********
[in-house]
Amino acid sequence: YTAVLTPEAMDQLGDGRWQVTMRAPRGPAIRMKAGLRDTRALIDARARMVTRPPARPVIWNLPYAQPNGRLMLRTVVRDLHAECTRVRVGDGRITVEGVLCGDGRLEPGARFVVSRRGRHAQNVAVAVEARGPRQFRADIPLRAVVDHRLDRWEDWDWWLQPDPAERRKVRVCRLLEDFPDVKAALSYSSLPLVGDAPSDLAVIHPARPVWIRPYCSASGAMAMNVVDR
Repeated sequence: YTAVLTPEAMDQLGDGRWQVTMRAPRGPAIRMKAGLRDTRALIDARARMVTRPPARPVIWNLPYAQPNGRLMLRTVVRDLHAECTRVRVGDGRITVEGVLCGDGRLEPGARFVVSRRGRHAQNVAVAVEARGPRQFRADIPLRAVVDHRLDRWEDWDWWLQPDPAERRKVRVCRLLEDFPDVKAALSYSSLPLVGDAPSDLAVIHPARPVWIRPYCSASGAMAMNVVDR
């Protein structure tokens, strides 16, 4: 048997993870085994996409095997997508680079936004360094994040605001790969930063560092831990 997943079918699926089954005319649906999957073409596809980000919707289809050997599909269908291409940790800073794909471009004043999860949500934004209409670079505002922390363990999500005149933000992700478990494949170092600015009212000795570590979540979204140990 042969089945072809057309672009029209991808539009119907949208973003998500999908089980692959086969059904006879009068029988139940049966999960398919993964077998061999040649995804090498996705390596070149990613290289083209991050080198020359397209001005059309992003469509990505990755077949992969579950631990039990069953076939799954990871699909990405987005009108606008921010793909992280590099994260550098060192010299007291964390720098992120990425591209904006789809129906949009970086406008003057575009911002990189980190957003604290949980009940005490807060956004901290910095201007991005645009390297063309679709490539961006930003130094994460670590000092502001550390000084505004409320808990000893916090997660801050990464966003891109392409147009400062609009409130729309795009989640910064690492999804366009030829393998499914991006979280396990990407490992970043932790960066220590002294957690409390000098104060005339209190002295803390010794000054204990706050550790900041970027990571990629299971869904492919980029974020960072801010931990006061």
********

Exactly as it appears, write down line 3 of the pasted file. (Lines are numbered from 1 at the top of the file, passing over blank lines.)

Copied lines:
Repeated sequence: YTAVLTPEAMDQLGDGRWQVTMRAPRGPAIRMKAGLRDTRALIDARARMVTRPPARPVIWNLPYAQPNGRLMLRTVVRDLHAECTRVRVGDGRITVEGVLCGDGRLEPGARFVVSRRGRHAQNVAVAVEARGPRQFRADIPLRAVVDHRLDRWEDWDWWLQPDPAERRKVRVCRLLEDFPDVKAALSYSSLPLVGDAPSDLAVIHPARPVWIRPYCSASGAMAMNVVDR